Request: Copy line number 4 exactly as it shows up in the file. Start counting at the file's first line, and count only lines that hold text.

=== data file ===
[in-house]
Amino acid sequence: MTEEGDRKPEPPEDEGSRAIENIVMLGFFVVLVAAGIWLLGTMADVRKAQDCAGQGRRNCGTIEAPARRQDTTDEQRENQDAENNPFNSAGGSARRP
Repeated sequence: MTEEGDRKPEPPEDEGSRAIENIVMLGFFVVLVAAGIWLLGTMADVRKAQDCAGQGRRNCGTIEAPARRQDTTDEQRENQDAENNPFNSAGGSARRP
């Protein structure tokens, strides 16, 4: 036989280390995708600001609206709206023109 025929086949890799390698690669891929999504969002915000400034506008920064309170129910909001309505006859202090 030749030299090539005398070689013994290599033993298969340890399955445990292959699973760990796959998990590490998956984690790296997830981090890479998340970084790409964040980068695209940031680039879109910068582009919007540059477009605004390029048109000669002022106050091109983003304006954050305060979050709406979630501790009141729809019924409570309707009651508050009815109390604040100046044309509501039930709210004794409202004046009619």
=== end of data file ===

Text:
């Protein structure tokens, strides 16, 4: 036989280390995708600001609206709206023109 025929086949890799390698690669891929999504969002915000400034506008920064309170129910909001309505006859202090 030749030299090539005398070689013994290599033993298969340890399955445990292959699973760990796959998990590490998956984690790296997830981090890479998340970084790409964040980068695209940031680039879109910068582009919007540059477009605004390029048109000669002022106050091109983003304006954050305060979050709406979630501790009141729809019924409570309707009651508050009815109390604040100046044309509501039930709210004794409202004046009619």